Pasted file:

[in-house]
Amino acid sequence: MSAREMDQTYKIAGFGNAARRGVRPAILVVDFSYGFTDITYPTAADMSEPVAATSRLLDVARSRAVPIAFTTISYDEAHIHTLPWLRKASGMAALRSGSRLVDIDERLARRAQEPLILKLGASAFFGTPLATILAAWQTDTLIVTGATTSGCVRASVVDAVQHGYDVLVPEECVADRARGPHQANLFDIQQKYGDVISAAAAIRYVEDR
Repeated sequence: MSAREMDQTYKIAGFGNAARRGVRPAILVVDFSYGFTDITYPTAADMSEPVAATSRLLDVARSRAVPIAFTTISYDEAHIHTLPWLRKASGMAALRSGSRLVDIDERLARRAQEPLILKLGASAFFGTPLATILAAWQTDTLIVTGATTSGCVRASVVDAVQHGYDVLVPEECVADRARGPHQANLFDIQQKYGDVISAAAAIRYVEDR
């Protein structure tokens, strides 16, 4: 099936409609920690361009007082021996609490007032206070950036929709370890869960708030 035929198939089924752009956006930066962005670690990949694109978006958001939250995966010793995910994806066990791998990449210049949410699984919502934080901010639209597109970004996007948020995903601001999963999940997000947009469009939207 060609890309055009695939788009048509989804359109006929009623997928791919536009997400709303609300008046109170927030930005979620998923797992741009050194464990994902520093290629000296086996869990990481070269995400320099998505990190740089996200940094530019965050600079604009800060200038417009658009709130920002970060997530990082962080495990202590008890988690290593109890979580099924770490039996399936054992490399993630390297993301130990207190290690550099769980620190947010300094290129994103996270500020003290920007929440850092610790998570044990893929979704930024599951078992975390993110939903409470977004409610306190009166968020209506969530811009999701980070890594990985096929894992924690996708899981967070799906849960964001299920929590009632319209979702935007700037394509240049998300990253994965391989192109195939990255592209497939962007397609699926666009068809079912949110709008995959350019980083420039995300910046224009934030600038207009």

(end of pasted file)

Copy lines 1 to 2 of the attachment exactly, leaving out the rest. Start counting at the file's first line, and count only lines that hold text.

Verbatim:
[in-house]
Amino acid sequence: MSAREMDQTYKIAGFGNAARRGVRPAILVVDFSYGFTDITYPTAADMSEPVAATSRLLDVARSRAVPIAFTTISYDEAHIHTLPWLRKASGMAALRSGSRLVDIDERLARRAQEPLILKLGASAFFGTPLATILAAWQTDTLIVTGATTSGCVRASVVDAVQHGYDVLVPEECVADRARGPHQANLFDIQQKYGDVISAAAAIRYVEDR